The Mourner’s Kaddish

Kaddish is a 13th century, Aramaic prayer said during every traditional prayer service. Kaddish means ‘sanctification’ in Aramaic and it is related to the Hebrew word kadosh, which means ‘holy.’

Of the five variations of the Kaddish; the best known is the Mourner’s Kaddish. The prayer never mentions death or dying, but instead proclaims the greatness of God. By reciting it, mourners show that even as their faith is being tested by their loss, they are affirming God’s greatness.

Traditionally, the prayer is said only when there is a minyan, a quorum of 10 Jews. So that one can feel a part of the community even while grieving. The mourner must remain part of the community even as his or her instinct might be to withdraw.

A person mourning a parent says Kaddish 11 months. Historically, Kaddish was said for only 30 days for a child, spouse or sibling; many now say Kaddish for 11 months when in mourning for any family member. Kaddish is also said each year on the anniversary of the death (Yahrzeit) and at Yizkor.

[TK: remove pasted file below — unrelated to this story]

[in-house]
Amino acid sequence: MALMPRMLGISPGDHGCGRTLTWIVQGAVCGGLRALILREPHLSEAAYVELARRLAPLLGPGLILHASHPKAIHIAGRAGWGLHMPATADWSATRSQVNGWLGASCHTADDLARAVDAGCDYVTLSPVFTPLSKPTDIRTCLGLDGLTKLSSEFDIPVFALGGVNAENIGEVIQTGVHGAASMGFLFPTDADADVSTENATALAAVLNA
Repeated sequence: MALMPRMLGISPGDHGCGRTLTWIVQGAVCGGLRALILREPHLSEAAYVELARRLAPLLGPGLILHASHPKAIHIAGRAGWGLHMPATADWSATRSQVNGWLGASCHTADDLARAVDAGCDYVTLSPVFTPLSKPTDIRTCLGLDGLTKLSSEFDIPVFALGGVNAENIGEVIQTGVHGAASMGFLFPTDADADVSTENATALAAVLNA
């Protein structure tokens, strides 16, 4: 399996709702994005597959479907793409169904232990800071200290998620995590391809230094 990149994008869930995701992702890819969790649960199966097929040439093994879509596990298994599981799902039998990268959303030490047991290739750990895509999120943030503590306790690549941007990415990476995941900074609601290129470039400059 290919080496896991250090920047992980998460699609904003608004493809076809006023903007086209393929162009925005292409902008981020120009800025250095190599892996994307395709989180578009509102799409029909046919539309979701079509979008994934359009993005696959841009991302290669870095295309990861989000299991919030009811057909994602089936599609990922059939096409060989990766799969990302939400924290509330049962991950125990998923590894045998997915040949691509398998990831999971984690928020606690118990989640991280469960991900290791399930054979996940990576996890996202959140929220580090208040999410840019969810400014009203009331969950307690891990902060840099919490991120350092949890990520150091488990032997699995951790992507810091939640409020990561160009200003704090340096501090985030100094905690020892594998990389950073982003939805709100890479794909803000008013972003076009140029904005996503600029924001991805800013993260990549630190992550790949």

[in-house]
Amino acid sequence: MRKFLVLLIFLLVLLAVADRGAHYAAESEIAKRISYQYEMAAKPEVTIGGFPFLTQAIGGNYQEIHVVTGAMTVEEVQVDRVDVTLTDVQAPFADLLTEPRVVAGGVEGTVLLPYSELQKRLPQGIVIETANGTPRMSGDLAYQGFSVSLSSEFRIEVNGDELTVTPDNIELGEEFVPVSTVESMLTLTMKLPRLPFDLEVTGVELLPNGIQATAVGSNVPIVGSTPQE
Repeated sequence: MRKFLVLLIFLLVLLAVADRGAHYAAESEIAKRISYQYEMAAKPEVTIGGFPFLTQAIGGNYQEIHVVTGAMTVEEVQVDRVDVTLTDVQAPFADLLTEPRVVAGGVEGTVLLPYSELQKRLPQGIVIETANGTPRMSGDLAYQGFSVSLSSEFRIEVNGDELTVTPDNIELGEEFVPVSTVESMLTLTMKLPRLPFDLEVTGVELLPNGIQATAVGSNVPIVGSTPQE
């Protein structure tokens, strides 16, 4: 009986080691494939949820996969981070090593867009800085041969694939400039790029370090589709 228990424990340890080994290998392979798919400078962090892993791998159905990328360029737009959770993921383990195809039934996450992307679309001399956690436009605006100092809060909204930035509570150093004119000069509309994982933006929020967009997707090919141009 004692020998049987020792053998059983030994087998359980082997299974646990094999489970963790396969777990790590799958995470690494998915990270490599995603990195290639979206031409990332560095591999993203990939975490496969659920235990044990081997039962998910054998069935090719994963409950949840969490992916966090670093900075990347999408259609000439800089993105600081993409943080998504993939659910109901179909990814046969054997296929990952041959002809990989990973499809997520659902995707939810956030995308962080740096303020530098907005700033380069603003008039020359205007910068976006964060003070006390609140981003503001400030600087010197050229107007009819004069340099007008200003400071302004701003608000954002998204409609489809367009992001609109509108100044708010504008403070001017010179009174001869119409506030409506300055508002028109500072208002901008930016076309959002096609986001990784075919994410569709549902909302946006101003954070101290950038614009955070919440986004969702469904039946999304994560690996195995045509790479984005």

The rhythmic cadences of Kaddish are soothing to us both in mourning and over the years as we say it at Yahrzeit and at Yizkor to remember our loved ones. We say the prayer as a community, because none of us is alone in mourning.

Kaddish reads as follows:

kaddish

Transliteration:

Yitgadal v’yitkadash sh’mei raba b’alma di v’ra chir’utei; v’yamlich malchutei b’hayeichon u-v’yomeichon, uv’hayei d’chol beit yisrael, ba-agala u-vi-z’man kariv, v’imru amen.

Y’hei sh’mei raba m’varach l’alam u-l’almei almaya.

Yitbarach v’yishtabah, v’yitpa’ar v’yitromam, v’yitnasei v’yit-hadar, v’yit’aleh v’yit’halal sh’mei d’kudsha, b’rich hu, l’ela min kol birchata v’shirata, tushb’hata v’nehemata, da-amiran b’alma, v’imru amen.

Y’hei sh’lama raba min sh’maya, v’hayim, aleinu v’al koi yisrael, v’imru amen.

Oseh shalom bi-m’romav, hu ya’aseh shalom aleinu v’al kol yisrael, v’imru amen.

Translation:

Magnified and sanctified is the great name of God throughout the world, which was created according to Divine will. May the rule of peace be established speedily in our time, unto us and unto the entire household of Israel. And let us say: Amen.

May God’s great name be praised throughout all eternity. Glorified and celebrated, lauded and praised, acclaimed and honored, extolled and exalted ever be the name of thy Holy One, far beyond all song and psalm, beyond all hymns of glory which mortals can offer. And let us say: Amen.

May there be abundant peace from heaven, with life’s goodness for us and for all thy people Israel. And let us say: Amen.

May the One who brings peace to the universe bring peace to us and to all the people Israel. And let us say: Amen.